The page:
The stakes at risk in Saturday’s edition of the Iron Bowl may be unprecedented, but don’t you dare tell fans on either side that beating their rival means more than ever before.
The Auburn-Alabama game has established itself as the premier rivalry in college football, and Saturday’s game has the makings of a classic. The two teams are ranked in the top six in the country and meet with a division title, an appearance in the SEC Championship Game and a likely spot in the College Football Playoff on the line.
But this isn’t the first time a chance at a championship was up for grabs, and even if the game lacked national relevance, it wouldn’t matter. Because the allure of the Iron Bowl is the passion, and the passion stems directly from the people who flock to it.
Al Abbott, a 1984 graduate of Alabama and a former president of the Chattahoochee Valley Bama Club, recalled a situation his father George faced when Abbott was a child.
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George and his family had moved to Alabama from North Carolina, and his new boss quickly demanded some pertinent information from him.
“Who do you pull for?” The boss asked his brand-new employee.
George explained he was an N.C. State fan since it was his alma mater, but that answer was unsatisfactory.
“George, you have two choices: Alabama or Auburn,” the boss responded. “You come back next week and tell me.”
After having some time to mull it over, Abbott said his father reached a decision.
“He came back the next week and said, ‘I choose Alabama,’” Abbott said. “His boss said, ‘Right choice.’”
A Tigers’ tale
For Columbus’ Ben Bone, Auburn football is practically all he’s ever known.
Growing up, Bone was a frequent visitor in the Tigers locker room thanks to cousin Jimmy Bone, who played linebacker. Out-of-state tuition led Bone to stay in Georgia for college, but it didn’t stop him from heading to Tigers games on Saturdays.
When it comes to the Iron Bowl, Bone said he’s missed a few here and there over the years. But he’s had his share of great experiences, like in 2003 when he and his friends filed into the stadium just in time to watch Cadillac Williams take the opening play 80 yards for an Auburn touchdown. Or two years later, when the Tigers’ defense sacked Alabama quarterback Brodie Croyle 11 times and inspired bumper stickers that read, “Honk if you sacked Brodie.”
And who could forget about the Kick Six in 2013, when the Tigers pulled off the most improbable victory en route to a national championship game appearance?
Bone has been there for his side’s breathtaking wins and their miserable losses. And by 6 a.m. Saturday, he’ll pack up his truck and trailer with the grill and goodies and head west once again.
Bone and his party will set up their usual tailgating spot near the stadium and welcome back the friends they haven’t seen since the last Iron Bowl. Bone explained the tailgate festivities are much tamer now that children are in the picture, adding that taking the kids to the Auburn bookstore and out to see the Tiger Walk are two primary traditions.
The rivalry will reach its fever pitch at 3:30 p.m. Saturday, but Bone intimated it’s a slow burn throughout the season. Bone works in medical sales, and the Iron Bowl allegiances are present there, too.
“This (game) is talked about year round,” Bone said. “(Friday) at the hospital, people were wearing Auburn scrubs or the other team’s scrubs. It’s a big deal.”
See it to believe it
Fans on either side of the rivalry share one common belief — there are simply no words to describe the Iron Bowl experience.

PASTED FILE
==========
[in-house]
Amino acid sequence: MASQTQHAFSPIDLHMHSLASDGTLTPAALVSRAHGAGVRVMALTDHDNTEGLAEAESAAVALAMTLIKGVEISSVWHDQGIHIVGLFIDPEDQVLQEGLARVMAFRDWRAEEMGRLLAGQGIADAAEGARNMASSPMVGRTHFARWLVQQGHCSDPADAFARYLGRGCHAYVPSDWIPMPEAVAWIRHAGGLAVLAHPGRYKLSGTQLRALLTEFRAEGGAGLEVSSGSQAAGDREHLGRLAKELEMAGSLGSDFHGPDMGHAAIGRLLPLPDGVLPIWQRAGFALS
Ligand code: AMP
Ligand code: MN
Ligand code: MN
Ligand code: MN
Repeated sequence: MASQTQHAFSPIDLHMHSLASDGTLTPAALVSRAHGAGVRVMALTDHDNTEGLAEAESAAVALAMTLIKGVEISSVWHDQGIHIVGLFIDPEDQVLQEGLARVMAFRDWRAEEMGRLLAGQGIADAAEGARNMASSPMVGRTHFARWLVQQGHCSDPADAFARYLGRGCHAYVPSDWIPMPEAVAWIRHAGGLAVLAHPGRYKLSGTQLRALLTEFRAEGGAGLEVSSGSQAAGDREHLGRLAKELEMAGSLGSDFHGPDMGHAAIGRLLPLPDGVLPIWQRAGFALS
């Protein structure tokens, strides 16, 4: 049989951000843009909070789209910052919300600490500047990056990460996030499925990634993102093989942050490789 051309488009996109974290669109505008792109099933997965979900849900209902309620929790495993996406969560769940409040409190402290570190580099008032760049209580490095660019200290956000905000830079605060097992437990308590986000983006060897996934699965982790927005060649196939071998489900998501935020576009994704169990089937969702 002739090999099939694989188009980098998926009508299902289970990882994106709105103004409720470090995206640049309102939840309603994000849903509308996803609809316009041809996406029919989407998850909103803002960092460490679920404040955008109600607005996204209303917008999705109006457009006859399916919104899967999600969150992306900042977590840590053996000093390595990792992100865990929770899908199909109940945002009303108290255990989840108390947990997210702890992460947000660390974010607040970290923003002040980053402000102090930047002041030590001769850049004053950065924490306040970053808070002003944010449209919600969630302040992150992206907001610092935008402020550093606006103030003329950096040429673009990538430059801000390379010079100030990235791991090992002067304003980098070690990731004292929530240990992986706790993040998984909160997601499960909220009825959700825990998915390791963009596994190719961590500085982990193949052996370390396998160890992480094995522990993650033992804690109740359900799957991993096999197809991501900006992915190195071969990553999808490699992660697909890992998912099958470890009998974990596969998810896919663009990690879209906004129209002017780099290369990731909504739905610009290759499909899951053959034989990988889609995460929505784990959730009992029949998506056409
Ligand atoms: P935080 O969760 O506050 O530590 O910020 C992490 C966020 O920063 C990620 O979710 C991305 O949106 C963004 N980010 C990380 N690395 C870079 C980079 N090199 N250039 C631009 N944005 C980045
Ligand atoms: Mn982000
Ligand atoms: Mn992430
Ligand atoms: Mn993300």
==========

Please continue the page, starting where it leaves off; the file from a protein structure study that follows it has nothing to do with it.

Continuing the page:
For Abbott, his best comparison is the animosity surrounding the Duke-North Carolina basketball series. In both instances, it’s a case of two in-state schools that are relatively close, have fairly consistent national standing and just plain don’t like each other.
Even with that disdain, many just want to see a competitive showdown between the two teams. Blair Brown, who is the current president of the Chattahoochee Valley Bama Club, recalled leaving the Iron Bowl at halftime in 2012, a game Alabama won 49-0.
Brown isn’t in it for the blowouts, and he certainly isn’t in it for the hatred that became famous when Crimson Tide fan Harvey Updyke poisoned the trees at Toomer’s Corner.
“My best friend is an Auburn fan, and we talk about it all week,” Brown said. “It’s one of those things where you want to come away as friends afterward. A few years back with the whole Updyke situation, that really put a bad mark on the rivalry. What I like to see is a good game and a good rivalry.”
Brown, Bone and Abbott understand the magnitude of the 82nd meeting between the Crimson Tide and the Tigers.
An Alabama win clinches another undefeated season and takes the team a step closer to its third consecutive College Football Playoff appearance. An Auburn win marks the second time this season the Tigers have beaten the No. 1 team and sets up a rematch with a Georgia squad it walloped 40-17 two weeks ago.
Whether it’s a game for the ages or not, the fans in crimson and the ones in blue and orange will keep the stadium rocking for at least 60 minutes of play.
Abbott, his father, his brother David and his son Tucker will be among those roaring for Alabama. It’s an annual tradition for the four, one that bookends a stretch of days when family from Florida and South Carolina settle in at Abbott’s for Thanksgiving. Abbott said his father reserves trips to see the Crimson Tide for only “the big games,” and the Iron Bowl always applies.
Thursday with the Abbotts was spent relishing another chance for loved ones to spend quality time together. But like anything else surrounding the Iron Bowl, the rivalry naturally seeped into the conversation.
“Every year we come together for Thanksgiving and say all the things we’re thankful for,” Abbott said. “I looked at him and said, ‘Dad, I’m thankful you picked Alabama.’”
Jordan D. Hill: 770-894-9818, @lesports